Type of Surgery
Last updated: 11/24/2009
The American College of Phlebology (ACP), a group of dermatologists, plastic surgeons, gynecologists, and general surgeons with special training in the treatment of venous disorders, comments that more than 80 million people in the United States suffer...
from spider veins or varicose veins. The American Society of Plastic Surgeons (ASPS) estimates that 50% of women over 21 in the United States have spider veins.
Women are more likely to develop spider veins than men, but the incidence among both sexes increases with age. The results of a recent survey of middle-aged and elderly people in San Diego, California, show that 80% of the women and 50% of the men had spider veins. Men are less likely to seek treatment for spider veins for cosmetic reasons, however, because the discoloration caused by spider veins is often covered by leg hair. On the other hand, men who are bothered by aching, burning sensations or leg cramps, can benefit from sclerotherapy.
According to the ASPS, there were 616,879 sclerotherapy procedures performed in the United States in 2001; 97% were performed on women and 3% were done on men. Most people who are treated with sclerotherapy are between the ages of 30 and 60.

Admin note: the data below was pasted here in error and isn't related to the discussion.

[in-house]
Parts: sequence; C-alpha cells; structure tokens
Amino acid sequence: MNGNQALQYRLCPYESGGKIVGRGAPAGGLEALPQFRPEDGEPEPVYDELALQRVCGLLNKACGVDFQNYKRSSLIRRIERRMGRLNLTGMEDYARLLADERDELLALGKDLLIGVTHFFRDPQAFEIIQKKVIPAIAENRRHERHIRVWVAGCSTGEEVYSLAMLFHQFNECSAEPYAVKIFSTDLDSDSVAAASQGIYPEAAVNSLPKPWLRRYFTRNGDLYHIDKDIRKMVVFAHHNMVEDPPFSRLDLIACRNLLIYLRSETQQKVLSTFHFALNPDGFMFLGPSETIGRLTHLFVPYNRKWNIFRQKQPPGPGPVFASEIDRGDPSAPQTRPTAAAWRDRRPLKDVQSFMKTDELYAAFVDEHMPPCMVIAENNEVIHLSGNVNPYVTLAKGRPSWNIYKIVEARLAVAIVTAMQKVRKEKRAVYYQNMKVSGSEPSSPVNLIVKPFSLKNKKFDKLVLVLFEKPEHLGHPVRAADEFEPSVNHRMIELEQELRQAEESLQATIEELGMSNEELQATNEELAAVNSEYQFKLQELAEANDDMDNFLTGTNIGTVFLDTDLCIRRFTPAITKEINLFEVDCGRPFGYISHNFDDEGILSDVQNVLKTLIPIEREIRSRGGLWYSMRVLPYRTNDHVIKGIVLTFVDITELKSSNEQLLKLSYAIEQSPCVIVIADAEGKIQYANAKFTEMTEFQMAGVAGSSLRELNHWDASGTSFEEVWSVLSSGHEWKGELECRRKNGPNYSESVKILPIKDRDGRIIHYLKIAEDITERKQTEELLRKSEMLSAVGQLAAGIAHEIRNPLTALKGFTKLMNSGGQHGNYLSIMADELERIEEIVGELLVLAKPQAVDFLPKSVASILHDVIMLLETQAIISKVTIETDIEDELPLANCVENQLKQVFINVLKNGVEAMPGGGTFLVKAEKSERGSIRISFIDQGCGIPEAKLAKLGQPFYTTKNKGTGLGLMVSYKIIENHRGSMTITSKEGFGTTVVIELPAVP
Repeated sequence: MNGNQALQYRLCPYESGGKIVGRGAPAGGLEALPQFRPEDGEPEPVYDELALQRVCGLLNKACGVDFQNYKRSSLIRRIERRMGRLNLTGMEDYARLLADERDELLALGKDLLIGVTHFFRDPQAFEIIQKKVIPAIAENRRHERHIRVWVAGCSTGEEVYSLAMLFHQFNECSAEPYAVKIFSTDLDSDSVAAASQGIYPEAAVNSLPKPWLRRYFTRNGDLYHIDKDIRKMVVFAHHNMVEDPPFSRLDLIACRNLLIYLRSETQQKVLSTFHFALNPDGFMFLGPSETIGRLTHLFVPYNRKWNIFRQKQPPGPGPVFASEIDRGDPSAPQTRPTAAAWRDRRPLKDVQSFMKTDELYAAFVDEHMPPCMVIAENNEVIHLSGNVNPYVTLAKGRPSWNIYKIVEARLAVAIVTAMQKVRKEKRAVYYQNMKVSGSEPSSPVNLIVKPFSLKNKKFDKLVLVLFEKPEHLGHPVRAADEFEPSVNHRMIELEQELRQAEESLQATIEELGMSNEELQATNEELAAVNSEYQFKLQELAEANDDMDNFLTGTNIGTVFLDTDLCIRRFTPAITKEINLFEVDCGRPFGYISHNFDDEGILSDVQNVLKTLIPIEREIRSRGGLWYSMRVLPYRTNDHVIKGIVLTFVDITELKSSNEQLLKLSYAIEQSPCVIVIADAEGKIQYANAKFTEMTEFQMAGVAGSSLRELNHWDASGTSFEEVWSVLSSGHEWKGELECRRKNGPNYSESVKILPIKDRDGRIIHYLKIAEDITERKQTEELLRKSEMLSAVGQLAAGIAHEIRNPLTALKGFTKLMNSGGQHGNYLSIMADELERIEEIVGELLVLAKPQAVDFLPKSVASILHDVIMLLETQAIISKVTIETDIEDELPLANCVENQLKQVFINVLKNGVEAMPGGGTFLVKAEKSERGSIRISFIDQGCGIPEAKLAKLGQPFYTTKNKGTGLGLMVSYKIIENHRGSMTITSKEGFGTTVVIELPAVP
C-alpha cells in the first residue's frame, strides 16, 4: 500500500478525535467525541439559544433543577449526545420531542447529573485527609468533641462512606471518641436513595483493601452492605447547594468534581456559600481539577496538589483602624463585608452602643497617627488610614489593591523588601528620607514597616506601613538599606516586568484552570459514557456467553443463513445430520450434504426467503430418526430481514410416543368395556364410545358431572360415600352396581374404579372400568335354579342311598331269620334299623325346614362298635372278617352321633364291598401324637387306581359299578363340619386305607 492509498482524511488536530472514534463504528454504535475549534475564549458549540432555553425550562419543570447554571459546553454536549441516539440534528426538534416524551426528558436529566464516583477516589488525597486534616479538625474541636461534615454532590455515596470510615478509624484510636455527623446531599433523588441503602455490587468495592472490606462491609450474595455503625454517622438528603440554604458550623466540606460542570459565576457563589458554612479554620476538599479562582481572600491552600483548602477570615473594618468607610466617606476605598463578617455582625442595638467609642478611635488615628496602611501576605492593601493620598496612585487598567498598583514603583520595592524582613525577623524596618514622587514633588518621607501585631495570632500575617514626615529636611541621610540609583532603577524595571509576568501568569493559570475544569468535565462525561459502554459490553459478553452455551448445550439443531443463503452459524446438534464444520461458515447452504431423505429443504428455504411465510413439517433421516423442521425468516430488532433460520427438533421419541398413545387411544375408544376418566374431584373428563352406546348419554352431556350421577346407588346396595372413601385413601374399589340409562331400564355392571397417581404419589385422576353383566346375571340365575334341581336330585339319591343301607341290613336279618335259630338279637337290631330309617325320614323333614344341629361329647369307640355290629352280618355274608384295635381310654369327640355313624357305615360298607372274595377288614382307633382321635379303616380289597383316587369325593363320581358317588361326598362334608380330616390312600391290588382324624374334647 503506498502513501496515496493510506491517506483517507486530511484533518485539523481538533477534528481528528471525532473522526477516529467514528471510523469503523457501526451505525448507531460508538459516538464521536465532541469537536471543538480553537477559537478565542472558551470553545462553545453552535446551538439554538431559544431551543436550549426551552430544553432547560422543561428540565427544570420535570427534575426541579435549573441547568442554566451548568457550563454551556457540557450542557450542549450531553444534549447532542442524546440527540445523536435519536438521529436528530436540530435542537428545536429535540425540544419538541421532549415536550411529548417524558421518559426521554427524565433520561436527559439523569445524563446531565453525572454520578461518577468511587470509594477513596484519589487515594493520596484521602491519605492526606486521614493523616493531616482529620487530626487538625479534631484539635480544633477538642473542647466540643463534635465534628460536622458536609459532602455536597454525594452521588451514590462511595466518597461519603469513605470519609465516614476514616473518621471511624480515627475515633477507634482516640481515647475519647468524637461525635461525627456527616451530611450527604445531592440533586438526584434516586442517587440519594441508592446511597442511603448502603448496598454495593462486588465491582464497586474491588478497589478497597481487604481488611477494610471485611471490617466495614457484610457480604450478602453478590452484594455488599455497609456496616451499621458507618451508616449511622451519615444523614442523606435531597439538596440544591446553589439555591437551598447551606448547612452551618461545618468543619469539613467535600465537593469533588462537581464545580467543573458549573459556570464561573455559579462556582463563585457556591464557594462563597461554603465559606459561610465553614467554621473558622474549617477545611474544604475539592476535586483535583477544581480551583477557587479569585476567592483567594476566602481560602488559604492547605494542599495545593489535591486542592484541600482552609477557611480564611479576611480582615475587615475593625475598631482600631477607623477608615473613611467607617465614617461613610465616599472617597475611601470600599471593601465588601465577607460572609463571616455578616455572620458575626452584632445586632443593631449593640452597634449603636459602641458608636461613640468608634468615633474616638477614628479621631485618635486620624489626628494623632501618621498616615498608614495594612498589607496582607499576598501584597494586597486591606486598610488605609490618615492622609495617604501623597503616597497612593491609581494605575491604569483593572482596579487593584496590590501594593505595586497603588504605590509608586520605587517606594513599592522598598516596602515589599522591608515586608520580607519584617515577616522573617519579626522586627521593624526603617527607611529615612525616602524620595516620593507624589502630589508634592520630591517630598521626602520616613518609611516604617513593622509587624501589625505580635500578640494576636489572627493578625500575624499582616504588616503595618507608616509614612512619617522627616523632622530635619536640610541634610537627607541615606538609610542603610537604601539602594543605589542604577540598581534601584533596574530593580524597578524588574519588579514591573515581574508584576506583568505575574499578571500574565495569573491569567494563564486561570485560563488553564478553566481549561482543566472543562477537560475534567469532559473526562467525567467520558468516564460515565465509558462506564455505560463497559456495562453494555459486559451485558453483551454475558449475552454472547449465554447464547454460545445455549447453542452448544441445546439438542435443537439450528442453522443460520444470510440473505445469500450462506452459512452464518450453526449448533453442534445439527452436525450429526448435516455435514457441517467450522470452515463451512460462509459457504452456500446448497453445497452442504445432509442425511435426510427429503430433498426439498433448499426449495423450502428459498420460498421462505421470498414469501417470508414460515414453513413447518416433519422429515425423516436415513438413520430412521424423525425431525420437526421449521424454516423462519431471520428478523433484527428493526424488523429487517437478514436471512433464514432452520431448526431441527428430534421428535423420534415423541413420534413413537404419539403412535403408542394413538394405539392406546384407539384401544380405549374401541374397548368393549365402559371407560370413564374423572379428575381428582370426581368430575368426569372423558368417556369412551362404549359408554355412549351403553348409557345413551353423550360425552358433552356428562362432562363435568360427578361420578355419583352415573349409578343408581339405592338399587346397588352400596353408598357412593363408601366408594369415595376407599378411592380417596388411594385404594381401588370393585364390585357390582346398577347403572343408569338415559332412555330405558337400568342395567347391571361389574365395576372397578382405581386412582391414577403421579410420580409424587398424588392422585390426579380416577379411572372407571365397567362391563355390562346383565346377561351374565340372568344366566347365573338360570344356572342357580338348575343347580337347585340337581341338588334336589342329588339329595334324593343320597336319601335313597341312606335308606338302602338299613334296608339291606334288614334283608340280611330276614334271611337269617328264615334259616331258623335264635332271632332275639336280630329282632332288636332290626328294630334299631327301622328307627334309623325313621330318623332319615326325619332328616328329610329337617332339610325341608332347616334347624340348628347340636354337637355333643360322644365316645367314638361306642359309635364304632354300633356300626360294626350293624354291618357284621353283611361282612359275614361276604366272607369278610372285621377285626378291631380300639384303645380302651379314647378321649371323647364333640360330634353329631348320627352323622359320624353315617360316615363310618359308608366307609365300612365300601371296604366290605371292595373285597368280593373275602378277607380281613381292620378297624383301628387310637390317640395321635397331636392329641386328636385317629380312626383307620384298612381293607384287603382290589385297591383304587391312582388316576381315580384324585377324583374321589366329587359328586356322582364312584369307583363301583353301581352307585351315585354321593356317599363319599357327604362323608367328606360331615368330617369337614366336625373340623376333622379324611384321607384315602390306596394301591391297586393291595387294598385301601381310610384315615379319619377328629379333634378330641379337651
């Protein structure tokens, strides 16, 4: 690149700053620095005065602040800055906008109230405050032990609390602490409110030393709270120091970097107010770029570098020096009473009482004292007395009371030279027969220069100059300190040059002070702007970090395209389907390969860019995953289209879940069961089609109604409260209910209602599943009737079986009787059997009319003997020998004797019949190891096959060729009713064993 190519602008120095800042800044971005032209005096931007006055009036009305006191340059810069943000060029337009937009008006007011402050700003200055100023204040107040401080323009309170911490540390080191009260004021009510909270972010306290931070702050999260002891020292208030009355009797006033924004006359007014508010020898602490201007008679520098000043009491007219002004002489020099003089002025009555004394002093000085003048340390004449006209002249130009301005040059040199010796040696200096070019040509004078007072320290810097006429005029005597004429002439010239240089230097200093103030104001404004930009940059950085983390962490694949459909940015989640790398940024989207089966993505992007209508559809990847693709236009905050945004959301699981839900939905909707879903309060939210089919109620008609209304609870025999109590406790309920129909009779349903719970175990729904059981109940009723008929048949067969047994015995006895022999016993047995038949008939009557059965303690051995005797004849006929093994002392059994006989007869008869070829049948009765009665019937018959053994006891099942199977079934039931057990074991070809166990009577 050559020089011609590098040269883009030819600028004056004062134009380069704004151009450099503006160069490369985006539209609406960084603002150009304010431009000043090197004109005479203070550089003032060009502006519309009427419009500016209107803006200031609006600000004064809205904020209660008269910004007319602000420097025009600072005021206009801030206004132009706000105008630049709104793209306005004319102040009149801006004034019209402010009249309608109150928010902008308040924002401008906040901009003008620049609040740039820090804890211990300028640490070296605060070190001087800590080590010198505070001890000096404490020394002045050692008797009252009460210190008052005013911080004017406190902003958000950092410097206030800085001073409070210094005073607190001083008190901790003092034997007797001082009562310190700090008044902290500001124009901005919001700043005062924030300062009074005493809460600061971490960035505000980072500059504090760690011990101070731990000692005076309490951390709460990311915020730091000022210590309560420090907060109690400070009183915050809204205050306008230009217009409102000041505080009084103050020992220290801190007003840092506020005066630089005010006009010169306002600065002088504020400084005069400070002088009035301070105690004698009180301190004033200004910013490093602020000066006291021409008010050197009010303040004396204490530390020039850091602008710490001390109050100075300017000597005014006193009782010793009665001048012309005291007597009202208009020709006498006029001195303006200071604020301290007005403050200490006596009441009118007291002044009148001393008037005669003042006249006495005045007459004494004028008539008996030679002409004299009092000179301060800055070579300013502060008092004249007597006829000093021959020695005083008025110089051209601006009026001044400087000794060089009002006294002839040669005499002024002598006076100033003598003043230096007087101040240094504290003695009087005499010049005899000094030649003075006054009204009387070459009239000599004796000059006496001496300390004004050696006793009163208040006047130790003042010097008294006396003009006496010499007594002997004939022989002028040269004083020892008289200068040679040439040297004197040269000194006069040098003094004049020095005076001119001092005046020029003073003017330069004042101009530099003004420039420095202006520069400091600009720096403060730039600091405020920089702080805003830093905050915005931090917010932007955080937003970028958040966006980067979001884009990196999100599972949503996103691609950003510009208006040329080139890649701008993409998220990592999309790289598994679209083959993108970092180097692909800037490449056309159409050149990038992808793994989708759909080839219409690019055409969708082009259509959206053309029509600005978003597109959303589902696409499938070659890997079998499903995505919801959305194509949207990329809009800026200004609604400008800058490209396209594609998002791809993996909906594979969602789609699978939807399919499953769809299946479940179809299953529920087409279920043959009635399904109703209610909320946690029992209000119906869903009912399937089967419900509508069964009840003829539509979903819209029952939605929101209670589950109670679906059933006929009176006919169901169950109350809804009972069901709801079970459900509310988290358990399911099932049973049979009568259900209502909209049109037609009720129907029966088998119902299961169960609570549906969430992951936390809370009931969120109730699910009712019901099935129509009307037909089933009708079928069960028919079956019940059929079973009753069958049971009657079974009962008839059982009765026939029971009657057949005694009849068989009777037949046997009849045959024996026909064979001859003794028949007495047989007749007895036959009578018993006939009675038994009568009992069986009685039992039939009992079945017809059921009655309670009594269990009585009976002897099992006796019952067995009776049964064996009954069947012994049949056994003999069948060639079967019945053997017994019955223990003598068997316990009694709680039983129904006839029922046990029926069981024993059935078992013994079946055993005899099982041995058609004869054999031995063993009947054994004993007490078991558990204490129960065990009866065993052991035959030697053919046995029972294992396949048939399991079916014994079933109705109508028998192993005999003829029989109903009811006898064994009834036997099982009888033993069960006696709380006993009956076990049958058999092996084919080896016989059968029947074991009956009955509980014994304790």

Spider veins are most noticeable and common in Caucasians. Hispanics are less likely than Caucasians but more likely than either African or Asian Americans to develop spider veins.
Varicose veins are the tortuous veins that are visible just under the surface of the skin. While the condition is not generally medically important, varicose veins are not desirable cosmetically. The narrated animation describes how varicose veins are thought to form.
A commonly performed non-surgical treatment for varicose and "spider" leg veins is sclerotherapy. It has been used in the treatment of varicose veins for over 150 years. Sclerotherapy is often used for telangiectasias (spider veins) and varicose veins that persist or recur after vein stripping. Sclerotherapy can also be performed using microfoam sclerosants under ultrasound guidance to treat larger varicose veins, including the greater and short saphenous veins. A study by Kanter and Thibault in 1996 reported a 76% success rate at 24 months in treating saphenofemoral junction and great saphenous vein incompetence with STS 3% solution. A Cochrane Collaboration review concluded sclerotherapy was better than surgery in the short term (1 year) for its treatment success, complication rate and cost, but surgery was better after 5 years, although the research is weak. A Health Technology Assessment found that sclerotherapy provided less benefit than surgery, but is likely to provide a small benefit in varicose veins without reflux. Complications of sclerotherapy are rare but can include blood clots and ulceration. Anaphylactic reactions are "extraordinarily rare but can be life-threatening," and doctors should have resuscitation equipment ready. There has been one reported case of stroke after ultrasound guided sclerotherapy when an unusually large dose of sclerosant foam was injected.
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